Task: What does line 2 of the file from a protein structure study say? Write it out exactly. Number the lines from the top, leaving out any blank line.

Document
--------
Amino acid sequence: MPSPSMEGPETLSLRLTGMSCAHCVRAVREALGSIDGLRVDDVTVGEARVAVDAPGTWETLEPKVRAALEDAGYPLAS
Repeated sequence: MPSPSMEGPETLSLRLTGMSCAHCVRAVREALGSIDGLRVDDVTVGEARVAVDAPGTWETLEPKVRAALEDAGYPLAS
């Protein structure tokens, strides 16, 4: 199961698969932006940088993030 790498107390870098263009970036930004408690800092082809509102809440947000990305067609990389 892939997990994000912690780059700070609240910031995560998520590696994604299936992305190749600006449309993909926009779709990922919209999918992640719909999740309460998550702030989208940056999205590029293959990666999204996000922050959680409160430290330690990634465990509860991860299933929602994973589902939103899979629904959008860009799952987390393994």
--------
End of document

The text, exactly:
Repeated sequence: MPSPSMEGPETLSLRLTGMSCAHCVRAVREALGSIDGLRVDDVTVGEARVAVDAPGTWETLEPKVRAALEDAGYPLAS